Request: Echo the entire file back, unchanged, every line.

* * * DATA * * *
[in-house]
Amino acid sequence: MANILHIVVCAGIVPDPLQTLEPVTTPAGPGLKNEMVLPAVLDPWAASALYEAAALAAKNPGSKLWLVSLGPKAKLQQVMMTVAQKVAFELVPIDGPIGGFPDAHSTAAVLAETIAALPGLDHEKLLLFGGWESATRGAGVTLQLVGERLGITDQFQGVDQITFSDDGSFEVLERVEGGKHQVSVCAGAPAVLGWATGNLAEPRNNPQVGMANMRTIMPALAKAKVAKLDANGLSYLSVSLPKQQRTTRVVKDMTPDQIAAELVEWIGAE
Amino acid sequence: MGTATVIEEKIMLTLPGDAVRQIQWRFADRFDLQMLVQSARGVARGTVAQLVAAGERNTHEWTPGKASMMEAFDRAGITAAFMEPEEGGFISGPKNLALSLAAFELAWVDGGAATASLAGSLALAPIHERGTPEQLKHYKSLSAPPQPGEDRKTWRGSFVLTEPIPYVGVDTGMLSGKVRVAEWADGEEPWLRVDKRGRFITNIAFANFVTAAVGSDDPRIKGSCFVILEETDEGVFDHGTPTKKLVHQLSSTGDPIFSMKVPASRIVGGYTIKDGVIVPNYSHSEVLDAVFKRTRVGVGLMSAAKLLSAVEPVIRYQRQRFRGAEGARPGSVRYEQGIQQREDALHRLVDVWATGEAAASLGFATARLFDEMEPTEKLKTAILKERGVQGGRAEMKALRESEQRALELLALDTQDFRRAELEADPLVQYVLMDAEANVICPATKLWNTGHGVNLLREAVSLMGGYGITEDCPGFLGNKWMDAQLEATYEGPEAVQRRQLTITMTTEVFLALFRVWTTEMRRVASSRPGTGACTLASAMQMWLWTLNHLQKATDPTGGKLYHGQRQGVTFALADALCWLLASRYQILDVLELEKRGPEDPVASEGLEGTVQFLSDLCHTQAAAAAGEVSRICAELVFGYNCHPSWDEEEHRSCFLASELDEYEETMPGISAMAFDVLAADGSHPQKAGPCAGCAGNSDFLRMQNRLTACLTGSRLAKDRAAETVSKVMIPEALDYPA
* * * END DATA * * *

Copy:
[in-house]
Amino acid sequence: MANILHIVVCAGIVPDPLQTLEPVTTPAGPGLKNEMVLPAVLDPWAASALYEAAALAAKNPGSKLWLVSLGPKAKLQQVMMTVAQKVAFELVPIDGPIGGFPDAHSTAAVLAETIAALPGLDHEKLLLFGGWESATRGAGVTLQLVGERLGITDQFQGVDQITFSDDGSFEVLERVEGGKHQVSVCAGAPAVLGWATGNLAEPRNNPQVGMANMRTIMPALAKAKVAKLDANGLSYLSVSLPKQQRTTRVVKDMTPDQIAAELVEWIGAE
Amino acid sequence: MGTATVIEEKIMLTLPGDAVRQIQWRFADRFDLQMLVQSARGVARGTVAQLVAAGERNTHEWTPGKASMMEAFDRAGITAAFMEPEEGGFISGPKNLALSLAAFELAWVDGGAATASLAGSLALAPIHERGTPEQLKHYKSLSAPPQPGEDRKTWRGSFVLTEPIPYVGVDTGMLSGKVRVAEWADGEEPWLRVDKRGRFITNIAFANFVTAAVGSDDPRIKGSCFVILEETDEGVFDHGTPTKKLVHQLSSTGDPIFSMKVPASRIVGGYTIKDGVIVPNYSHSEVLDAVFKRTRVGVGLMSAAKLLSAVEPVIRYQRQRFRGAEGARPGSVRYEQGIQQREDALHRLVDVWATGEAAASLGFATARLFDEMEPTEKLKTAILKERGVQGGRAEMKALRESEQRALELLALDTQDFRRAELEADPLVQYVLMDAEANVICPATKLWNTGHGVNLLREAVSLMGGYGITEDCPGFLGNKWMDAQLEATYEGPEAVQRRQLTITMTTEVFLALFRVWTTEMRRVASSRPGTGACTLASAMQMWLWTLNHLQKATDPTGGKLYHGQRQGVTFALADALCWLLASRYQILDVLELEKRGPEDPVASEGLEGTVQFLSDLCHTQAAAAAGEVSRICAELVFGYNCHPSWDEEEHRSCFLASELDEYEETMPGISAMAFDVLAADGSHPQKAGPCAGCAGNSDFLRMQNRLTACLTGSRLAKDRAAETVSKVMIPEALDYPA